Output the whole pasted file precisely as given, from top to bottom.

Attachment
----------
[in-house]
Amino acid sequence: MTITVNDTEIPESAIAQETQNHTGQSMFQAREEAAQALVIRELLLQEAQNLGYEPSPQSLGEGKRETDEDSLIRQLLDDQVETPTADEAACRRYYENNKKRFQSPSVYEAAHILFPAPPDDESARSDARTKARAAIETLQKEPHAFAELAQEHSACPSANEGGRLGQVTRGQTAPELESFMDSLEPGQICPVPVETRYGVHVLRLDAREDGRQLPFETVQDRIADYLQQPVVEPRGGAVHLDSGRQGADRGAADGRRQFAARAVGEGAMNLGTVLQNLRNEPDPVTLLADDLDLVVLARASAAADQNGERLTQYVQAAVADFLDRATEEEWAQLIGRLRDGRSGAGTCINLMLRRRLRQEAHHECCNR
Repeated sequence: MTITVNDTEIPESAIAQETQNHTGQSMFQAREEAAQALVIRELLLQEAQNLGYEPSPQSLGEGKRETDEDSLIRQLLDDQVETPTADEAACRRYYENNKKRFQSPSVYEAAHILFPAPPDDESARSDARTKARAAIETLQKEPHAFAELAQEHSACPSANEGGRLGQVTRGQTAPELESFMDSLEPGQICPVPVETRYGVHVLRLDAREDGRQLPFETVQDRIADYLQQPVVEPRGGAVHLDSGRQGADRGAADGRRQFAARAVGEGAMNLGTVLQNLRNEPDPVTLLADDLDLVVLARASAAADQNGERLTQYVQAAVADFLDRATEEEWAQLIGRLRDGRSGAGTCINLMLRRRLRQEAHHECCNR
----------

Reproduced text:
[in-house]
Amino acid sequence: MTITVNDTEIPESAIAQETQNHTGQSMFQAREEAAQALVIRELLLQEAQNLGYEPSPQSLGEGKRETDEDSLIRQLLDDQVETPTADEAACRRYYENNKKRFQSPSVYEAAHILFPAPPDDESARSDARTKARAAIETLQKEPHAFAELAQEHSACPSANEGGRLGQVTRGQTAPELESFMDSLEPGQICPVPVETRYGVHVLRLDAREDGRQLPFETVQDRIADYLQQPVVEPRGGAVHLDSGRQGADRGAADGRRQFAARAVGEGAMNLGTVLQNLRNEPDPVTLLADDLDLVVLARASAAADQNGERLTQYVQAAVADFLDRATEEEWAQLIGRLRDGRSGAGTCINLMLRRRLRQEAHHECCNR
Repeated sequence: MTITVNDTEIPESAIAQETQNHTGQSMFQAREEAAQALVIRELLLQEAQNLGYEPSPQSLGEGKRETDEDSLIRQLLDDQVETPTADEAACRRYYENNKKRFQSPSVYEAAHILFPAPPDDESARSDARTKARAAIETLQKEPHAFAELAQEHSACPSANEGGRLGQVTRGQTAPELESFMDSLEPGQICPVPVETRYGVHVLRLDAREDGRQLPFETVQDRIADYLQQPVVEPRGGAVHLDSGRQGADRGAADGRRQFAARAVGEGAMNLGTVLQNLRNEPDPVTLLADDLDLVVLARASAAADQNGERLTQYVQAAVADFLDRATEEEWAQLIGRLRDGRSGAGTCINLMLRRRLRQEAHHECCNR